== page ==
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- You want the pineal gland article for the majority of this, as it's mostly about the gland rather than the concept of a "third eye" - in fact, most of the points you raised have already been covered in the pineal gland article.
- I've merged the Blavatsky and Lovecraft references into the relevant sections of this article and cut the rest. --McGeddon (talk) 11:08, 2 July 2009 (UTC)
It would be nice if someone were to add something about the Greek philosophers. This message  and its responses would provide a good starting point if anyone is interested. Pollinosisss (talk) 19:49, 17 October 2009 (UTC)
I've removed the section on Mormonism from this article, for three reasons: (1) Mormon beliefs in a "spiritual eye" are only vaguely similar to the concept discussed here (I'm not even sure how much we actually believe in something called a "spiritual eye"); (2) the source cited, Widtsoe's book A Rational Theology, uses the concept of a third eye as an analogy; and (3) this book hasn't been in use by the LDS Church for a long time, and none of the more recent teaching materials I am familiar with have retained this idea.
Admittedly there are those more knowledgeable than I on this topic, and I invite them to correct me if I'm wrong. I've thus preserved the text that I removed, in case it should be reinstated:
- "In Mormonism the third eye is called the spiritual eye. However, no Latter Day Saint has ever founded a system of Mormon mysticism or yoga to teach adherents how to develop their spiritual eye."
Does this image from the article actually reference the third eye? We could use a little more context for it, ideally with some content in the article body explaining Fludd's theory of the third eye, should one exist. --McGeddon (talk) 12:05, 15 March 2011 (UTC)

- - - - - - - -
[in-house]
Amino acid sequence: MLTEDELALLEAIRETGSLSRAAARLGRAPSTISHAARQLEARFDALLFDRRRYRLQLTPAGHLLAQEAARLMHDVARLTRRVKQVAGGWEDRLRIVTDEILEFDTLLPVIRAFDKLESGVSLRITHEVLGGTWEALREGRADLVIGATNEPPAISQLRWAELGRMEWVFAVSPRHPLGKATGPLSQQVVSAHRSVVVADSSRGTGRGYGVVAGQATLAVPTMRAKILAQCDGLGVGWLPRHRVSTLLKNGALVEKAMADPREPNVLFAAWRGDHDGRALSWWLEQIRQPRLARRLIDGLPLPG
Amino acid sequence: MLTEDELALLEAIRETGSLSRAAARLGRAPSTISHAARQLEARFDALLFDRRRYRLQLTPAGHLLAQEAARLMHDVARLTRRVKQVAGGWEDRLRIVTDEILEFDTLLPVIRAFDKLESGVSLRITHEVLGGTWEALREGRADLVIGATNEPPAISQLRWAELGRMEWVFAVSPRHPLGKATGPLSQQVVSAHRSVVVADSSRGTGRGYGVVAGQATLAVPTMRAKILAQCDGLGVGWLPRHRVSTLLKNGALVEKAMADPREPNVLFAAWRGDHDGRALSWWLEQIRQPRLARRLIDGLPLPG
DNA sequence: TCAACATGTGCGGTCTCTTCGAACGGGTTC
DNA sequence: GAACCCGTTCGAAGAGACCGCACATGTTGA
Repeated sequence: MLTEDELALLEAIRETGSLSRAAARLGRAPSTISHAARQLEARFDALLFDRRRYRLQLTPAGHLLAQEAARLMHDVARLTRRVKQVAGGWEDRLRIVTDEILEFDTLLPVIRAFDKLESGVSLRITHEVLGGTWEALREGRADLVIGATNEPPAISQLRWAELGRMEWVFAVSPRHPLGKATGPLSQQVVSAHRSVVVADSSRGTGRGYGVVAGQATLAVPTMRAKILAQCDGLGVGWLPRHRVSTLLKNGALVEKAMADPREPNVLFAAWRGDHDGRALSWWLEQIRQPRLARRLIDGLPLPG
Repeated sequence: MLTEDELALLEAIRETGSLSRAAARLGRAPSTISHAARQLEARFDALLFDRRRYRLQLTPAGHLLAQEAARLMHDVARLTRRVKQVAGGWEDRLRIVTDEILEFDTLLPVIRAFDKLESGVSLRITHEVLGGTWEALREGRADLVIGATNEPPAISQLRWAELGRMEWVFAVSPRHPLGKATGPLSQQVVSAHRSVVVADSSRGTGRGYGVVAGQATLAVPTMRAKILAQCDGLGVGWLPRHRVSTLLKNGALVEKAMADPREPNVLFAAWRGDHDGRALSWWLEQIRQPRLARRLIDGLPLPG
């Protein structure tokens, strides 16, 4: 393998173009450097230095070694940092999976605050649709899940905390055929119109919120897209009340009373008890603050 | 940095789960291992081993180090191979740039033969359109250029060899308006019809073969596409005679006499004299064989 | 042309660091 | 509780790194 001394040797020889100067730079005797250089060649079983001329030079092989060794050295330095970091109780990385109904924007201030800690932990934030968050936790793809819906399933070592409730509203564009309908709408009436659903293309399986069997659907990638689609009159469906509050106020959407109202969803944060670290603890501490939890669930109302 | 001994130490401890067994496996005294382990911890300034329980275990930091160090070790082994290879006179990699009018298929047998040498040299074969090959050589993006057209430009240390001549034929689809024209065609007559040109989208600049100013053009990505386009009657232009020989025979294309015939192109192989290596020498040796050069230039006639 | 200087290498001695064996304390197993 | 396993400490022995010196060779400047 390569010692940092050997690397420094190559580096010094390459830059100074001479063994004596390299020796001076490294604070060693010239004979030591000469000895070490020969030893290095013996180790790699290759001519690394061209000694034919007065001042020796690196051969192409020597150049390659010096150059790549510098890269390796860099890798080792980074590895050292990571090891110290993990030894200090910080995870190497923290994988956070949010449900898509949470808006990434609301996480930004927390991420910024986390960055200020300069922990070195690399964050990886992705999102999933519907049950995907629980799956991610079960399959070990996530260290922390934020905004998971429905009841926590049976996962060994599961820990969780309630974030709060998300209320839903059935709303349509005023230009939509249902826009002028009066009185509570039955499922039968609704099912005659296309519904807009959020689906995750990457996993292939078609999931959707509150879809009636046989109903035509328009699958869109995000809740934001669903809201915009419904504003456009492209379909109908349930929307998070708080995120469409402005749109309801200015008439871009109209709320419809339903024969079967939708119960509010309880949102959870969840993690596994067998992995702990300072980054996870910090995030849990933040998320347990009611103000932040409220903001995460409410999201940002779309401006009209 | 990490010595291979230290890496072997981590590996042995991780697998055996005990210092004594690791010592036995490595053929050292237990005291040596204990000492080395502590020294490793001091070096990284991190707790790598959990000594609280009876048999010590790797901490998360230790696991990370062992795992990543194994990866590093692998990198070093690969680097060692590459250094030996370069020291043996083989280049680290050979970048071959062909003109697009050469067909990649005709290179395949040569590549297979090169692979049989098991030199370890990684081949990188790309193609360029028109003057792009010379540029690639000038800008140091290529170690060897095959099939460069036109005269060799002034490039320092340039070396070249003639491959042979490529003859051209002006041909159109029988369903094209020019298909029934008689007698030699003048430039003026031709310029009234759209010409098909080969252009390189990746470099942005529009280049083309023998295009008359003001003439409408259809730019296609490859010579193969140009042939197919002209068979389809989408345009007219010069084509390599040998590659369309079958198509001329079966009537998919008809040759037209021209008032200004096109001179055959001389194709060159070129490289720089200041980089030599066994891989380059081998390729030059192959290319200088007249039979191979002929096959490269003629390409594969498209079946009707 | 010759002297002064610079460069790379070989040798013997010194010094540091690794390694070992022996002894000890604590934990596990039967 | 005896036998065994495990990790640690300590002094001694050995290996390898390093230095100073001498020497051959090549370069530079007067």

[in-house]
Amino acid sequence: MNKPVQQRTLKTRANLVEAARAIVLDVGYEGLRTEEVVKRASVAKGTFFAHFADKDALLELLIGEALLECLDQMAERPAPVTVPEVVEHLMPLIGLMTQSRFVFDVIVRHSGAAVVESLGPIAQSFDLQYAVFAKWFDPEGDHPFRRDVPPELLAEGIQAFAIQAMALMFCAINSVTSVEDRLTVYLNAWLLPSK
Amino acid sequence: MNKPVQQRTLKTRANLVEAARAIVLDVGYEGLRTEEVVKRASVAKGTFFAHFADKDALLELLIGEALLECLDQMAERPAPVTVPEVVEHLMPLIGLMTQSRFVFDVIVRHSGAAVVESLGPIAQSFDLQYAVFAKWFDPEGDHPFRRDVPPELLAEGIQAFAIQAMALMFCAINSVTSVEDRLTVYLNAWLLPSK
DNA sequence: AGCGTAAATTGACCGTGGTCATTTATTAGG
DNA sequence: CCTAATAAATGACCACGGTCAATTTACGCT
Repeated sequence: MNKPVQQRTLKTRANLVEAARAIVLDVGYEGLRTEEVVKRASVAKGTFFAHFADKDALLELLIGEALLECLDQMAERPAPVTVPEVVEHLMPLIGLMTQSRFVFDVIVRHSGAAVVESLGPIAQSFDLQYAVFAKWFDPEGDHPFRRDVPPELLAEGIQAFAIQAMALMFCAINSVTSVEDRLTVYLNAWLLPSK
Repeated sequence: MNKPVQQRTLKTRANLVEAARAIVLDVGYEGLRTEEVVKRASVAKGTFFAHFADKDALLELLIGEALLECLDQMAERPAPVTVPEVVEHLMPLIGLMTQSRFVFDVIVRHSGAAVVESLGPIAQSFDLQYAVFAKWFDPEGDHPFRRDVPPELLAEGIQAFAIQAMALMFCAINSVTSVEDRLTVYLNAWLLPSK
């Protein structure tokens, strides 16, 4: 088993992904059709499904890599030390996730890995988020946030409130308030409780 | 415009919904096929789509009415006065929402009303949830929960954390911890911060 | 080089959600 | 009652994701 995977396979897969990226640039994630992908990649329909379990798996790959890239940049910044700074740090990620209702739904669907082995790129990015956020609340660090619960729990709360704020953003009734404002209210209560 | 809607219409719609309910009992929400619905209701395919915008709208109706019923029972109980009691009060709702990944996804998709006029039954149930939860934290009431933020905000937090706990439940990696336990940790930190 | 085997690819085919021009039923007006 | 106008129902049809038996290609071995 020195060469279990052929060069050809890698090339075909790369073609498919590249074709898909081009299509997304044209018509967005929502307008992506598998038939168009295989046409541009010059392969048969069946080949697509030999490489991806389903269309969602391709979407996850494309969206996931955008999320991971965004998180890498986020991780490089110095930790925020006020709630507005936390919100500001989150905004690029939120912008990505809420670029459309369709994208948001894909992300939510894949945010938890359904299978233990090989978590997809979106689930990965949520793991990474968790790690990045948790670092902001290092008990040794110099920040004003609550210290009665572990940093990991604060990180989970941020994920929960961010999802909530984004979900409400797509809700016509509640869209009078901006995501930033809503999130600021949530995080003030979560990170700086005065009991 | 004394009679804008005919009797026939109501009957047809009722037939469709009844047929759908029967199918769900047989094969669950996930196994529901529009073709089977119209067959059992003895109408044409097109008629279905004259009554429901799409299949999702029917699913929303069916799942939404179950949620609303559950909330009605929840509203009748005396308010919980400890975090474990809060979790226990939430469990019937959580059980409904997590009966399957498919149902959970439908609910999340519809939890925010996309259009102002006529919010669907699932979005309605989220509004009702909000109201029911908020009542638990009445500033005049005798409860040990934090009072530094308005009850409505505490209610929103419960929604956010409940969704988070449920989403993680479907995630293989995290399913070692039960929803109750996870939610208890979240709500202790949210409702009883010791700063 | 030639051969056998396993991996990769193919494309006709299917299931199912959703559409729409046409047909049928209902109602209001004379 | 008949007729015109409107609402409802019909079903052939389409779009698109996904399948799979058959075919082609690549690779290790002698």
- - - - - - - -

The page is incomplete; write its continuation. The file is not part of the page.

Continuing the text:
- No response in five months, so I've removed the picture. --McGeddon (talk) 13:07, 13 August 2011 (UTC)
Considering the concept of a third eye comes from Hindu teachings, the fact that the article talks about it through christian, gnostic and taoist teachings is a bit stupid. — Preceding unsigned comment added by 18.104.22.168 (talk) 23:31, 29 February 2012 (UTC)
I've added some new content sourced from Man, Myth and Magic, and it introduces some contradictory information with respect to which chakra is associated with the third eye. According this source, it is the sahasrara chakra, but another source indicates it is the ajna chakra. Every other source that I have read (but don't currently have available for research) equates the third eye with the ajna chakra, to the best of my recollection.
Can anyone shed some light on this apparent conflict? — MrX 16:34, 18 August 2012 (UTC)
In popular culture
I added a short section referencing these pages; it was immediately reverted with the tag "Unsourced and this article is about an ancient mystical concept, not pop culture."
I think this misses the point.
Many Wikipedia pages have a section "In popular culture", in order to differentiate the material in other sections, which concern the topic of the page, from material that has been used, abused and distorted by the popular media.
The reason for including the section is that, many people in the English-speaking world who have heard of the third eye got their information from this bestselling book. It seems to me that it is worth mentioning the book, while pointing out that its ideas are not based in fact. The source for the statements made is the "Main Articles".
- Yes, I was the editor who reverted your edit. Some articles have popular culture sections, but there is no consensus on adding them to all articles. It may be worth including in this article, but certainly not in a dedicated section (in my opinion). At the very least, there would need to be at least one reliable (secondary) source that discusses third eye in relation to the book. - MrX 16:44, 25 November 2013 (UTC)
- Well, I could copy references from the "Main Article" pages, but I did not want to do that because:
- (a) (paradoxically given the reason for the reversion) I felt that adding references that are really about the popular book was not appropriate for a page on the spiritual concept
- (b) I have not read those references, so my propagation of them would be inappropriate. I could find a print reference that I have read, but this would take an inordinate amount of time, and it would not be particularly helpful to readers if it cannot be found on the Web.
- (c) I assumed, perhaps incorrectly, that references to other Wikipedia pages would be sufficient.
- In any case, Wikipedia:Avoiding_common_mistakes warns us against failing to be bold. "Yes, you might mess things up a little. But someone else will probably clean up after you. Really, go ahead and change it." Reversion is the enemy of this approach. I don't care if my text is ruthlessly edited, removed from its own section, etc etc, because that is the whole point of Wikipedia; but if it is reverted, no one else gets the chance to improve it. - 22.214.171.124 (talk) 17:28, 25 November 2013 (UTC) KJN
- Widtsoe, John A Rational Theology 1915